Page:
If you can find satisfactory answers to these questions and address them in your paragraphs, you will find that your written work becomes easier to understand and follow.

If you find yourself unhappy with a paragraph, remember, no one is forcing you to keep it. Cutting out paragraphs that you are struggling to fix can make your article better to read.


Now come the sentences that make up the paragraph. Like everything else, each sentence you have should be there for a reason. Long sentences are easy to get lost in. You should be efficient with sentence space.

A common solution for complex sentences is to break them into two or more pieces. For example, you might have a sentence that looks like this.

When you want to add a new object into Unity, try to rename it accordingly, and also make sure the names are easy to understand and reuse because other programmers will want to use your code for later projects, making their jobs less difficult.

This is a long and complex sentence that deals with multiple things: renaming objects, the quality of the naming scheme, and the reason you rename things. Let's rearrange the sentence by adding a few full stops and see how it reads.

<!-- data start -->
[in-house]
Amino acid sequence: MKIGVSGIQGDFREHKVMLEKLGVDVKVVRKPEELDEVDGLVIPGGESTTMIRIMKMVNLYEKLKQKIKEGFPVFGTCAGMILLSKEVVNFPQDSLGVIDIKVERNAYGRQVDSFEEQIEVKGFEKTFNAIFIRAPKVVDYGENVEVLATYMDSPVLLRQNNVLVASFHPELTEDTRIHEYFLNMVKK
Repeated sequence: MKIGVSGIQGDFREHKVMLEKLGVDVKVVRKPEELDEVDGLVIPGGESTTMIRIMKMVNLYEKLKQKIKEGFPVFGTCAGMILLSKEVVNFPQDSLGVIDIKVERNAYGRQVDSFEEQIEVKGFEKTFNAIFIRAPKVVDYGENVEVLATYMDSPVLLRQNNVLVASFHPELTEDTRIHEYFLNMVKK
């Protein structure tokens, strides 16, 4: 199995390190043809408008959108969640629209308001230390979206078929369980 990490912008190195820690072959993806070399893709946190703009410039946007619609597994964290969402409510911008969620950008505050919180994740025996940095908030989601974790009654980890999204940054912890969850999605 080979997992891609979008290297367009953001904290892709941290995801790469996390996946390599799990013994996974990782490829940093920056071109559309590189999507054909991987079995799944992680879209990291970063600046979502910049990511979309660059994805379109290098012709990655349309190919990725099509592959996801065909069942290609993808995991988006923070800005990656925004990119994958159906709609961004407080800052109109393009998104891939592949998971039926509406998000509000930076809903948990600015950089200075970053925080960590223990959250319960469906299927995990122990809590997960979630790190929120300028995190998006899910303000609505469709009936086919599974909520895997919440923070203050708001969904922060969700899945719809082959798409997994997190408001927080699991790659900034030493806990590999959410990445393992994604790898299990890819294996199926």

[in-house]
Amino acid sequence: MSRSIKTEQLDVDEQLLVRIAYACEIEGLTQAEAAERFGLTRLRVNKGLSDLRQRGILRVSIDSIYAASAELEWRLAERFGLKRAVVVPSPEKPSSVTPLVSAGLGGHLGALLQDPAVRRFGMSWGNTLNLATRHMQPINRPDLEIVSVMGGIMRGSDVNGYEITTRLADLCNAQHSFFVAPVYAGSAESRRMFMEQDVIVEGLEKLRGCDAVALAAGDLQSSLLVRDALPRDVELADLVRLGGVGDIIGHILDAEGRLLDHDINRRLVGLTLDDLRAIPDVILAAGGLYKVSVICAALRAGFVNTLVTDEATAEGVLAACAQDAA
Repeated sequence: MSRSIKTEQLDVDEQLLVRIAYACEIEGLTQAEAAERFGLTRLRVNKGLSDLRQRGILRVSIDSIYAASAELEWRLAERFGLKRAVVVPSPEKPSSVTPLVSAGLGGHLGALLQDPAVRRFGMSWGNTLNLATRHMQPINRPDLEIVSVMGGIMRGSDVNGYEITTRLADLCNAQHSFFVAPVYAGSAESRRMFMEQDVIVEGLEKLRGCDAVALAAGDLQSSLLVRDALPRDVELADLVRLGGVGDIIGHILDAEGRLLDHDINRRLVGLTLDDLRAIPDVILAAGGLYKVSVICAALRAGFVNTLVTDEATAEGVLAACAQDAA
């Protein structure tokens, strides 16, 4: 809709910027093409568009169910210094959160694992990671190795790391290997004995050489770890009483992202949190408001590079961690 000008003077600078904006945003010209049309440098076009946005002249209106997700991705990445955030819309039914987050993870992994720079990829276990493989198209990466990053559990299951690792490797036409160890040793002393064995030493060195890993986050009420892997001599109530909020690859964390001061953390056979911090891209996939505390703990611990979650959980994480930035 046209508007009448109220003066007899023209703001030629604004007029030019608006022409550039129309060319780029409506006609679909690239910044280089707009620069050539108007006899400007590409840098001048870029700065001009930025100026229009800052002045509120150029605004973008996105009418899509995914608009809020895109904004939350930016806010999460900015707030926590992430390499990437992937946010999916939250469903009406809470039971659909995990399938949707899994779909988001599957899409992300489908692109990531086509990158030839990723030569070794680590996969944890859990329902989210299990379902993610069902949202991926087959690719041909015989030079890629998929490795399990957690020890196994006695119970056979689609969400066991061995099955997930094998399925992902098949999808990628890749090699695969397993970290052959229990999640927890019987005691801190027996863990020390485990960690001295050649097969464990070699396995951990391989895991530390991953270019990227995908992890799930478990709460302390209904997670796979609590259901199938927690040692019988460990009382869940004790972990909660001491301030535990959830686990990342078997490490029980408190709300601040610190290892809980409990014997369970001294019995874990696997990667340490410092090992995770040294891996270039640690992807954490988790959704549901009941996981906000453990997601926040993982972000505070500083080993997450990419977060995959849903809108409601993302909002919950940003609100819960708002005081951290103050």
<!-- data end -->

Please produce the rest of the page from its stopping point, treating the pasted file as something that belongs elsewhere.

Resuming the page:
When you add a new object in Unity, try to rename it accordingly. Make sure the names are easy to understand and reuse. Concise names will help other programmers use your code for later projects.

The sentence we started with is long and very bloated, while the latter is divided into short sentences that are easier to read. I hope you can see how breaking that sentence into three separate sentences helps the reader understand your point better.

As a general rule of thumb, if you find yourself using a lot of "if"s "and"s or "but"s, you probably have a complex sentence in your hands.


Articles are made of paragraphs, paragraphs are made of sentences, and sentences are made of words; yet, the importance of choosing the right words are often neglected. Words convey tone. Difficult and complex wording may confuse instead of inform.